BRUSSELS (Reuters) - Glass build-up from Iceland’s volcanic eruption has been found in an engine of a NATO F-16 fighter plane, a U.S. official said on Monday, underlining the dangers to aircraft of flying through the ash cloud.
The official did not say which nation’s aircraft had been affected, where it happened or when, but it was the second air force to report problems from the ash cloud -- Finland, not a NATO member, reported similar problems on Friday.
The volcanic ash consists of tiny particles of rock and glass as fine as talcum powder, which under extreme heat can fuse onto the blades of an engine, causing imbalances or damaging delicate rotating machine parts.
“Allied F-16s were flying and they did find glass build-up,” the U.S. official said, adding that the glass had been found in the engine of one plane that had flown in European airspace.
“So this is a very, very serious matter that in the not too distant future will start having real impact on military capabilities ... if the ... issue doesn’t disappear.”
The official said the ash cloud had already led to the scaling down of some U.S. military exercises. Planes were still flying in these, “but it is dangerous,” he said.
“I think the airspace is closed for a reason,” the official added, referring to flight bans that have affected much of Europe for the past five days.
NATO Secretary-General Anders Fogh Rasmussen nevertheless told a news conference there had been no negative effect on alliance operations, including its main mission in Afghanistan, nor on the alliance’s own defense.
“Our air forces will always take the necessary steps to ensure they are capable to conduct their operations. They have taken the necessary steps and they will take the necessary steps to ensure our territorial defense is secure,” he said.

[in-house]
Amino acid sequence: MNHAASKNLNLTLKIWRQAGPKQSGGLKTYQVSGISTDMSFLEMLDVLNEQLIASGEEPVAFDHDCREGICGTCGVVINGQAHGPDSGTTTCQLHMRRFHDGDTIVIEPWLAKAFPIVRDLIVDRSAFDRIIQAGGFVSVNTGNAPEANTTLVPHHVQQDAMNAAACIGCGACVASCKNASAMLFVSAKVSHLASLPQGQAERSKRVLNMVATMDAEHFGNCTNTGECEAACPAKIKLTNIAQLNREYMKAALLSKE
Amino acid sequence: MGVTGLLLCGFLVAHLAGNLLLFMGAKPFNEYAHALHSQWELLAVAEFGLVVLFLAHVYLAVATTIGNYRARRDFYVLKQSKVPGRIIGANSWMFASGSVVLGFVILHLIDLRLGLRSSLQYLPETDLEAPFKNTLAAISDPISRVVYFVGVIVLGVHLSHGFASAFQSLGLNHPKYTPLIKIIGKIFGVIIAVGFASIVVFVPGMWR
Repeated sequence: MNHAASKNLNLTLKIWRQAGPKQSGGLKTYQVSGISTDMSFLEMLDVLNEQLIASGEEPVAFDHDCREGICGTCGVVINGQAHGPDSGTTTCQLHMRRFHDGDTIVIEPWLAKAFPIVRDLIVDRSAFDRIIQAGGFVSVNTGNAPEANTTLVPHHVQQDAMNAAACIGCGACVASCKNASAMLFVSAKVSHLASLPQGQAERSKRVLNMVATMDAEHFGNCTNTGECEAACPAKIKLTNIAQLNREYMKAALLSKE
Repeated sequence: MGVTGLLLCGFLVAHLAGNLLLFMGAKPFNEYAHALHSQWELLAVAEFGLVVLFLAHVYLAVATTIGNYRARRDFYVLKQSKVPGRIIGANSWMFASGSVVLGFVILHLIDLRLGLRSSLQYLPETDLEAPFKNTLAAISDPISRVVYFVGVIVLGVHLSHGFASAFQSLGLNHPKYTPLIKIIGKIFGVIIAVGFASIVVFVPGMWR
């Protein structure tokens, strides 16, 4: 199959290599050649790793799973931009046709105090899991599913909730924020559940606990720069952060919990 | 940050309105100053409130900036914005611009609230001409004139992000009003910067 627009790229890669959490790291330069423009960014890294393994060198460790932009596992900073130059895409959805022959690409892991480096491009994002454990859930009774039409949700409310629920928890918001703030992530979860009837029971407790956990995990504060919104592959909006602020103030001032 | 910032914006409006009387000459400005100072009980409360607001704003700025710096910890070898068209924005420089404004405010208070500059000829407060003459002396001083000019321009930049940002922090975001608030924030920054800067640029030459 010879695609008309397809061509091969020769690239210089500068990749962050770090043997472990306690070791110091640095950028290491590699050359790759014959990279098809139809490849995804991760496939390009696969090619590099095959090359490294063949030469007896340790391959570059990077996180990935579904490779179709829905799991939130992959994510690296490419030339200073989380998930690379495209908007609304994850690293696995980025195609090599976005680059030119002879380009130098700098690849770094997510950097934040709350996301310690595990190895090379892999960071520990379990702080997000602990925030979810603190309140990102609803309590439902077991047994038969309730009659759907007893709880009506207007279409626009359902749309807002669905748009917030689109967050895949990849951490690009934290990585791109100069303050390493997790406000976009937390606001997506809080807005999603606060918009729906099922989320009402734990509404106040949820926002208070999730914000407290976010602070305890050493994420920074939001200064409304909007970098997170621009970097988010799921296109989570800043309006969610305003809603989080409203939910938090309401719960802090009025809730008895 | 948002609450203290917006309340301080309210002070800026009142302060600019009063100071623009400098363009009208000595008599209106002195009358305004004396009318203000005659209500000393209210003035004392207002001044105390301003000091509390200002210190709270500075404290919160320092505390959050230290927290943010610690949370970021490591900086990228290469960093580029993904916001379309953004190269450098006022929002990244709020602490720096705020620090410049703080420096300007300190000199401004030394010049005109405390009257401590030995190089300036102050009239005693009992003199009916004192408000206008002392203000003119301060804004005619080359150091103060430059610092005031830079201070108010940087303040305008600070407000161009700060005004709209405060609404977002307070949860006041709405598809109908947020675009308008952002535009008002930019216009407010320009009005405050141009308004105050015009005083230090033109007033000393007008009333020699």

Finland’s Defense Forces said on Friday they had conducted flying tests with F-18 Hornets in Lapland, and even during a short test time it was possible for the ash to cause “significant” damage to the plane’s engines.
They said they studied an engine from one of the planes with a fiberoptic camera, and saw the extreme heat had caused the ash to melt, raising the risk of blockages and possible overheating.
They said that this, in turn, could lead to moving parts cracking and, at worst, breaking off and destroying the engine.
Airline industry group IATA has criticized Europe’s response to the ash cloud and called on Monday for urgent steps to reopen airspace after closures costing airlines $250 million a day.
Dutch airline KLM, which has flown several test flights, said most European airspace was safe despite the plume of ash, and sent two commercial freight flights to Asia on Sunday.
The U.S. official said he expected NATO to discuss the impact of the ash cloud and said it underscored the importance of deals with Russia and Kazakhstan for transit of troops and supplies to Afghanistan.
“It opens up the possibility of the polar route for lethal equipment and troops to be shipped into Afghanistan which is exceedingly important given the force buildup we have.”
Officials said the ash cloud had raised doubts about whether a meeting of the 28 NATO foreign ministers scheduled on Thursday and Friday in Estonia and due to be attended by U.S. Secretary of State Hillary Clinton could take place.
“She is in the U.S. and has to get here, and it’s too late to take a boat,” the U.S. official said.
Additional reporting by Brett Young in Helsinki; editing by Tim Pearce